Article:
"The early bird catcheth the worm." - Old English Proverb
PicturePhotography by Joseph Osei-Bonsu


"The early bird catcheth the worm."; this proverb means that diligence and preparation elicits success, eventually. In other words, those who prepare themselves well enough by working hard enough, forfeiting immediate pleasure for long term goals, ultimately 'make it' in life. The general idea is that, those who don't or aren't able to strike oil in their lifetime, simply didn't look hard enough. This philosophy is nothing but glorified humanism perpetrated by western thinking. Why is the billionaire CEO who wakes up as early as 4am, working 10 or more hours for 6 or 7 days straight, considered to be more 'prepared' and more 'hardworking' than the Angolan widow who does the same thing at the nearby stone quarry? Should you pose the above question to most motivational speakers, so-called successful people and experts, they will deflect from answering it by making variations of this excuse:

"It is not possible to compare each random person's success or failure to the next random person's success or failure. This is because in dealing with human success or failure, there is either too much information or too little data for one to consider as relevant or irrelevant in a person's life. This exponentially increases the error margin in the research or study. Hence, you could spend a whole lifetime studying an error."

From the above explanation, we can deduce that neither generalizing nor specializing, is the best way to analyze human success and failure. And that, a considerable measure of every individual's success or failure can be attributed to sporadic occurrences of good or bad 'fortune' which are beyond that person's complete control. This 'fortune' has been described as many things such as 'luck', 'fate', 'destiny', 'the hand of God' etc. Call it what you want, but this excuse of the so-called success experts, proves that the early bird doth not always catch the worm. Why then are the shelves in our libraries and memories in our iPads filled with books that seek to method-ize success by listing '10', '20', '7', or '100' "keys to success"?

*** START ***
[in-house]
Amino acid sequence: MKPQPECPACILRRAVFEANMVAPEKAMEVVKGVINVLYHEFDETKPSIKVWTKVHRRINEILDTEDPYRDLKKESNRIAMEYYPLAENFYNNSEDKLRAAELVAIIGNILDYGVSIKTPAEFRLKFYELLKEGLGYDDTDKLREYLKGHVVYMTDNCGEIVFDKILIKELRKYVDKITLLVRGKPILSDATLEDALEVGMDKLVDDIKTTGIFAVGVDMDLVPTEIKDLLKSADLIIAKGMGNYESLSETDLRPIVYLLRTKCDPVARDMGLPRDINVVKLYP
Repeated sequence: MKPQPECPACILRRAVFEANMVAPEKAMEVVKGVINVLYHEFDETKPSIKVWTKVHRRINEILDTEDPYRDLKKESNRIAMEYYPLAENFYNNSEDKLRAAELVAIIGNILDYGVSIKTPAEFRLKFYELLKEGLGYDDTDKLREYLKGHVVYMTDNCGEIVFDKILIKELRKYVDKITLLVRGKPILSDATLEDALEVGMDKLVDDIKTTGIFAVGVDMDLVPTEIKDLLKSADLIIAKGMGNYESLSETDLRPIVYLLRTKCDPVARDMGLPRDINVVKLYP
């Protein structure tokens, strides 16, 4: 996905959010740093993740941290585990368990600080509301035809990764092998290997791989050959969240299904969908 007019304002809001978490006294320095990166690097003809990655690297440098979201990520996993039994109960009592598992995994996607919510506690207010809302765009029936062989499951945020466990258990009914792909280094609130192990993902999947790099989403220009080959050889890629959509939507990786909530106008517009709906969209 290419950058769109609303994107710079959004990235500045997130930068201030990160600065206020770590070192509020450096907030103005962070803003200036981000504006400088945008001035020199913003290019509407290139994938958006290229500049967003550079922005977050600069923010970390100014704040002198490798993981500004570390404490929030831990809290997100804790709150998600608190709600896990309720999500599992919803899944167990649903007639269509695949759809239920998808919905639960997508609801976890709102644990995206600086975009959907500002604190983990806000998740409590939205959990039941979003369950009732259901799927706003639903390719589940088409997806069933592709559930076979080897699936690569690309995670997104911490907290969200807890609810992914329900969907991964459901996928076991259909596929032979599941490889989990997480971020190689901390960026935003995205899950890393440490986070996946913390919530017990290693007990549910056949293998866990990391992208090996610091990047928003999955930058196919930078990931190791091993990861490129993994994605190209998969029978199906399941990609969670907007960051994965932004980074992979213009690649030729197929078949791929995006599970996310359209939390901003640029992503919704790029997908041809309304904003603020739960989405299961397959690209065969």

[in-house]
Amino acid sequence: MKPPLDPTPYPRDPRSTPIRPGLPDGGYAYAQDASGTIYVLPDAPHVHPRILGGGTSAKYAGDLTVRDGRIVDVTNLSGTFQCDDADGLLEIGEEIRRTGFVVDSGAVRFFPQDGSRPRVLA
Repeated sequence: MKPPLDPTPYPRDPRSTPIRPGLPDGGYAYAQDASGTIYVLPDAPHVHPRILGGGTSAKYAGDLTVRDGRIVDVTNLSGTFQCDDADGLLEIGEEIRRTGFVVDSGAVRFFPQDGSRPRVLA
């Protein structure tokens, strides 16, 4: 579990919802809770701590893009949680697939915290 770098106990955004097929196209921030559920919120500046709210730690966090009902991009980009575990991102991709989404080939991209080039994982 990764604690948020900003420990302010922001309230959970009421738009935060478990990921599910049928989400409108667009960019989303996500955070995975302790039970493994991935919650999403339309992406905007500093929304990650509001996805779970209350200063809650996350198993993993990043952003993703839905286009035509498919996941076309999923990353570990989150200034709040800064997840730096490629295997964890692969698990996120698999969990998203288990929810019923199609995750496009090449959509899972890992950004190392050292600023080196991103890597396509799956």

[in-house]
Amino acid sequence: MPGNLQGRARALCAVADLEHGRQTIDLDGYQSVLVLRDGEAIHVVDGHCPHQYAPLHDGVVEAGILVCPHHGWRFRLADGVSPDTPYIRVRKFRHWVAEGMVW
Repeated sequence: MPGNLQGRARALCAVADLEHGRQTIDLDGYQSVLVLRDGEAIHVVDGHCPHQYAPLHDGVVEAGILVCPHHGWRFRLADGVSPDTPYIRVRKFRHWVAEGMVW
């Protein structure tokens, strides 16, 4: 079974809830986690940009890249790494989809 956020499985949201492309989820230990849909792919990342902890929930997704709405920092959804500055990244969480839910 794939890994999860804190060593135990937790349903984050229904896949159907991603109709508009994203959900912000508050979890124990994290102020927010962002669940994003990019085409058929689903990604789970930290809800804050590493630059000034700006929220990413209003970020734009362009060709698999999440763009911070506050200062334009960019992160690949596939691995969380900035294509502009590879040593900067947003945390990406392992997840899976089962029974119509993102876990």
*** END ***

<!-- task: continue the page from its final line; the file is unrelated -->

Another school of thought will answer the same question (Why is the billionaire CEO who wakes up as early as 4am, working 10 or more hours for 6 or 7 days straight, considered to be more 'prepared' and more 'hardworking' than the Angolan widow who does the same thing at the nearby stone quarry?), with variations of this response:

"Though hardwork and preparation increases one's chances of 'making it', one's prospects of success in life heavily depends on factors like race, gender, class, birthright, and others.”

The whole idea is that, it is possible to work harder than everybody else, prepare earlier than everybody else, yet:
The colour of your epidermis, the nature of the tongue you speak, the type of sexual organ you carry in your crotch, where you got an education, where you sit at the table of society, who your friends are or are not, what your daddy left you with, the value of the currency in your pocket, the type name you were christened with, could become your own undoing. Even though the interpretation of this as being a good thing or an evil thing is relative to each of us and our situations, the inevitable conclusion about it is simplified in one adjective - tragic! The bird that riseth early knoweth not for sure whether its painstaking endeavours to catch the worm will prove futile or fruitful. What a tragedy!
    Last, and certainly the least number of the so-called experts of 'success' and 'successful' people answer the question (Why is the billionaire CEO who wakes up as early as 4am, working 10 or more hours for 6 or 7 days straight, considered to be more 'prepared' and more 'hardworking' than the Angolan widow who does the same thing at the nearby stone quarry?) with a shrug and with four magic words:

"I don't know."